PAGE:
Between 2000 and 2010 the number of U.S workers employed part-time but wanting to work full-time increased by about 300 percent, according to the Bureau of Labor Statistics. With so many people in this category — about 9 million in 2010 — it’s important to keep part-time workers motivated and excited about their responsibilities. This can sometimes be a challenge, because part-timers are often not paid as well as full-timers, sometimes do lower-level work, and may have a limited career track. Here are some keys to success:
Do comprehensive training
Orientation is very important, as the Walt Disney organization has illustrated so effectively. Even employees who work as little as six weeks a year in Disney theme parks get three full days of training. A person working 15 or 20 hours a week should be seen as contributing to the bottom line, and thus as important to a business’s success as a full-timer. Be sure to let part-timers participate in as many training opportunities as possible. Most employees value opportunities to grow and learn, and it’s a very effective way to compete against another employer who may offer 20 cents more an hour.
Provide an effective means of answering the questions that he or she will inevitably have. Have a mentor or a guide — perhaps another part-timer who has been there longer — assist newcomers and make them feel welcome. Mentors should be available to anyone in an organization, but are particularly useful in accelerating the pace at which a part-timer feels involved.
Part-timers work that schedule for many reasons: They may have child-care or elder-care needs; they may be students, retirees, or have disabilities. As much as possible, accommodate the need for flexible work hours. By meeting their special requirements, you may retain part-time workers longer. And the longer you can hold onto workers, the less time you have to spend on the recruitment, hiring, and training process.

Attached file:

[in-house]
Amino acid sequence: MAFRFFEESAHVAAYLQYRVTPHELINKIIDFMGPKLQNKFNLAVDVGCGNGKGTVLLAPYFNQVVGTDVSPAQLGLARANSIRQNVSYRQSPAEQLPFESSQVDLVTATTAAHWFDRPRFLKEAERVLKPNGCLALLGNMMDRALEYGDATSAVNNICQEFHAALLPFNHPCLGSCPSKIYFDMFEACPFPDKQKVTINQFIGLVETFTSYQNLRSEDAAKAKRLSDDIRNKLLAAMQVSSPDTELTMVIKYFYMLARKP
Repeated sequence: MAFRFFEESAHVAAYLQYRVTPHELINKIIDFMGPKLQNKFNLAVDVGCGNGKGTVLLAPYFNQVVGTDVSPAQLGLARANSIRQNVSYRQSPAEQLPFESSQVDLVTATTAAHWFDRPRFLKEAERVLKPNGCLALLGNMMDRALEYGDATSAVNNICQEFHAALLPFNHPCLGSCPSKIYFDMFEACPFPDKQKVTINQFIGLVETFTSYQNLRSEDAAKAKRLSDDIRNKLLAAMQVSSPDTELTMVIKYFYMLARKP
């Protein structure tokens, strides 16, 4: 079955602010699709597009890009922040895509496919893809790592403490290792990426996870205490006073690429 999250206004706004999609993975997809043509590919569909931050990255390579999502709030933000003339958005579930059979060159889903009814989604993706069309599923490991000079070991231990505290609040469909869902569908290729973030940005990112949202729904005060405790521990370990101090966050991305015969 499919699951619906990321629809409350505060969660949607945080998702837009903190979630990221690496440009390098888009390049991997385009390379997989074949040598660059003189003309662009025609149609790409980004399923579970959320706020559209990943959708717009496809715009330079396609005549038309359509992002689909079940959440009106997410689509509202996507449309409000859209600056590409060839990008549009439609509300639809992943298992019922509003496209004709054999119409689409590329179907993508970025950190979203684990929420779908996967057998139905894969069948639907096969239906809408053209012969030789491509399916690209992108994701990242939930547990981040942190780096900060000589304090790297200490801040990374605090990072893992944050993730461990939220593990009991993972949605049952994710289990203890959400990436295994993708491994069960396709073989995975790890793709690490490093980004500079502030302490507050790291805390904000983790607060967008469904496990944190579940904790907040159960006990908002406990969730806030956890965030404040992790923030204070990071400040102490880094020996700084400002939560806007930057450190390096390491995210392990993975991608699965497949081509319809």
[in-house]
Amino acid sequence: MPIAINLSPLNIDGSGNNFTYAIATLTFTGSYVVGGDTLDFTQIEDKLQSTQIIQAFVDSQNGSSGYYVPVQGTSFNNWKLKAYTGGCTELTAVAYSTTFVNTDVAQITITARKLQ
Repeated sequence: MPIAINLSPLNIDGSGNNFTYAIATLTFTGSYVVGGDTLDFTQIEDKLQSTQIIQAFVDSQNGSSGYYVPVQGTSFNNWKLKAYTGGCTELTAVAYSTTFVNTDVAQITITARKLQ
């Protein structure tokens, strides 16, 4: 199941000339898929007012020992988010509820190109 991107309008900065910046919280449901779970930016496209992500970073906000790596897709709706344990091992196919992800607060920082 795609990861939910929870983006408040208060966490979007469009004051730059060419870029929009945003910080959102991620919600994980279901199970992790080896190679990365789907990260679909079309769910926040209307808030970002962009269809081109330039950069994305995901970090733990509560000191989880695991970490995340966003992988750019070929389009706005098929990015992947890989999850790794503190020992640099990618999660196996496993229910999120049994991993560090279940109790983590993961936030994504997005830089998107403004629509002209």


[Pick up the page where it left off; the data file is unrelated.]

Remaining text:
There are many kinds of benefits, and not all are financial. In addition to flex time, be creative about offering incentives. If it’s not possible to create a bonus plan, be sure that part-timers can participate in contests, go on company retreats, and otherwise feel included in company activities. Educational opportunities, GED programs, and college tuition reimbursement programs are particularly attractive to younger workers. If you have a fitness center, career counseling services, a credit union or child care facilities, make these available to part-timers as well. Including them in optional after-hours social events will build ties and help workers view the organization as their own.
Set up incentive programs that make the work environment more exciting. Be sure to include part-time employees in your employee-of-the-month awards, which can include merchandise or cash. When part-timers — who often see work practices and procedures through fresh eyes — come up with great energy- or labor-saving suggestions, be sure to acknowledge them in the form of prizes, gift certificates, recognition, or awards ceremonies. When the idea saves the company money, passing some along to the employee is always well received. It also sends a message that the organization is serious about making changes and listening to all its employees.
To combat full-time employees’ tendency to treat part-timers as outsiders, involve part-timers on planning teams and committee assignments. This helps to foster commitment to the organization. Be sure that all are knowledgeable about the key role each group plays. The part-timers have a different level of responsibility, perhaps, but their services support and often make it possible for full-timers to do their work. In fast-food, for example, there would be no business without the hourly employee.
Although motivating part-time or low-wage workers involves different challenges than the traditional 8-to-5, full-time, tenure-track employees, the creativity required to motivate them has broad positive effects. The Human Resources department, for example, gets an opportunity to review policies, procedures, and practices to make them more inclusive. By balancing the organization’s needs to save money by keeping skilled workers, you can make the workplace a better environment for all employees.
“Labor Force Statistics From the Current Population Survey,” Bureau of Labor Statistics, 2009.
Mobley, Nancy, “Part-time, But Fully Committed,” Inc.com, October 11, 2010